Laureen Harper shows an edge Canadian politics sorely lacks

Wow. Laureen. Is it really you?

Apparently it is. “Wasn’t hacked,” Harper tweeted after many wondered if an impostor had taken over her social media accounts. “I was really angry that some guy flies all the way to Alberta to kill a magnificent cougar, so he can make a stir fry.” All right. You go, girl.

Whatever your feelings about animal rights activism or cougar stir fry (a dish, I admit, I had never heard of until this week), it’s pretty hard not to take pleasure in a moment like this, when a previously guarded and seemingly square public figure removes herself from the rigid cocoon of government life to reveal that she is, in fact, a real person with a dirty mind and a sense of humour. This kind of thing doesn’t happen every day but when it does — when a former prime minister’s wife makes a joke about an arrogant man’s shortcomings, you have to laugh.

But more to the point, you have to ask: Why is it that in Canada, politicians and their spouses must exit the spotlight of public office before they can assume a voice that isn’t totally stilted? Political Twitter and Facebook accounts in this country are endless streams of pancake breakfast photo-ops and salutations — in English and French, respectively — to various religious and community groups. God forbid a leader or their spouse should indicate that they have any semblance of a life outside work that doesn’t involve reading Margaret Atwood in a Muskoka chair and watching the Junos on TV.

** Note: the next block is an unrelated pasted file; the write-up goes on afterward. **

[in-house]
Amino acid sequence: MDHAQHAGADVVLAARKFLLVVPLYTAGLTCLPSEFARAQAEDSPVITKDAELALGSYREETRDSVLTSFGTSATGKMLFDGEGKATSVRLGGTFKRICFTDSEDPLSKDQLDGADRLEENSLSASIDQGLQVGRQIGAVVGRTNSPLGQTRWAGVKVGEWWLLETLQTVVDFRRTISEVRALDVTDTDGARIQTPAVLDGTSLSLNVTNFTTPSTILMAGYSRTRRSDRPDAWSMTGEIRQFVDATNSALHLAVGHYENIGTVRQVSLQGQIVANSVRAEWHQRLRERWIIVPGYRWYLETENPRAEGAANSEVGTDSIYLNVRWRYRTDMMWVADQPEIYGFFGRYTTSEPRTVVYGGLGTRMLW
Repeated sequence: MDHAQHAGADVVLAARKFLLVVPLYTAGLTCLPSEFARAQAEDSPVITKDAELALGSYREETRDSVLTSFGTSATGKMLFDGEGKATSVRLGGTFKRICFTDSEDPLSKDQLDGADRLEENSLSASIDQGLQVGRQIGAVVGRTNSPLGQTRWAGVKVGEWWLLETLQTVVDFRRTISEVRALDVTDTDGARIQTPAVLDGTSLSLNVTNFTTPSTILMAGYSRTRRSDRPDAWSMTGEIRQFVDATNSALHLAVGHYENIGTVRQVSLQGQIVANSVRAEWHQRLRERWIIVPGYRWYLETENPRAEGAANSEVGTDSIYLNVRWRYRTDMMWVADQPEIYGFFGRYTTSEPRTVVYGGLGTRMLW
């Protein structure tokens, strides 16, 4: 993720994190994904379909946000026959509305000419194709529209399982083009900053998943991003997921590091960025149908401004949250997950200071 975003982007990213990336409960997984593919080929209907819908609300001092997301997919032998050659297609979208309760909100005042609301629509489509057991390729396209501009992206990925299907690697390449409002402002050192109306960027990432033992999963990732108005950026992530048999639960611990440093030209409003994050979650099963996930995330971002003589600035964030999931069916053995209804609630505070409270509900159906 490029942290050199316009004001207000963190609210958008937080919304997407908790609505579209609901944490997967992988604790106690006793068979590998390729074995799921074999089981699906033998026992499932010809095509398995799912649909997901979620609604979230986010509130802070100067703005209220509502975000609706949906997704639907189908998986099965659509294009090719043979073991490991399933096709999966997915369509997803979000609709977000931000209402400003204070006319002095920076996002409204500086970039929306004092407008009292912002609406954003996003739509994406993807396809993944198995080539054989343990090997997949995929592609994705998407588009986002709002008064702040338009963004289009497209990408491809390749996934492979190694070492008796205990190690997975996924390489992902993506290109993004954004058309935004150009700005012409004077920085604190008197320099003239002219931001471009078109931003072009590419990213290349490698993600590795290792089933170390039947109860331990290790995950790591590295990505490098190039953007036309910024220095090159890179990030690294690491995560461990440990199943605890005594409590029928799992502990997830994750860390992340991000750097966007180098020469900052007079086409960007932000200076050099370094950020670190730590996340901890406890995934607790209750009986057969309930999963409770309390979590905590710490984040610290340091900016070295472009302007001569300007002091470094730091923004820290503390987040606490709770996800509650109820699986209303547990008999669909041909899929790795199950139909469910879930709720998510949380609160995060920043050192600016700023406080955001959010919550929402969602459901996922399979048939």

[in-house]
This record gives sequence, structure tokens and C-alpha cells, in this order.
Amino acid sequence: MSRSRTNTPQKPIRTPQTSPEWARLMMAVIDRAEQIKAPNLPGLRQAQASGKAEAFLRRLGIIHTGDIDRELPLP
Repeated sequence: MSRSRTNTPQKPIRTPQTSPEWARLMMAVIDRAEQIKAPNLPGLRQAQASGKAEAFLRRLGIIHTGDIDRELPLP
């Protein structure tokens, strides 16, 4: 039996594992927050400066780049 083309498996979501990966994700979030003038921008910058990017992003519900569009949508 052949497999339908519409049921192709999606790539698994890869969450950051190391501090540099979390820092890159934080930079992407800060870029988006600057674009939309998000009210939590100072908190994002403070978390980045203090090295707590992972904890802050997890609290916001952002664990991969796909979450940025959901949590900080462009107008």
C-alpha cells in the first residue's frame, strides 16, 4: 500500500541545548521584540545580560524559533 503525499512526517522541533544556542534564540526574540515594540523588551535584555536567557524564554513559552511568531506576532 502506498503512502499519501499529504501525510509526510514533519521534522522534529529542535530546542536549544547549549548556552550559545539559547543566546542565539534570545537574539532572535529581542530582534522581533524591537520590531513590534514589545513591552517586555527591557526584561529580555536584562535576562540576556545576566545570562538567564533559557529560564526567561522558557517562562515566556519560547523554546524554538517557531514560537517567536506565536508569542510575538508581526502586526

To be fair, federal Conservative Leader Andrew Scheer’s tweet reads like it belongs to a real human being. The proudly geeky politician recently shared a photo of a sci-fi poster given to him for Christmas by his co-workers — a “Starship Size Comparison Chart” — alongside a tweet directed to his wife: “Now to frame it and ask Jill: living room or dining room?” (My guess is she said basement.)

Of course, penis jokes à la Laureen Harper’s this week are decidedly unparliamentary, verging on Trump-ian. But it would be nice if Canadian leaders could try for a happy medium in their personal communication style. A voice somewhere between, “Tonight we’re here for homeless cats” and “Must be compensating for something, small penis, probably.” Personally, if I had to pick between the two, I’d take the latter.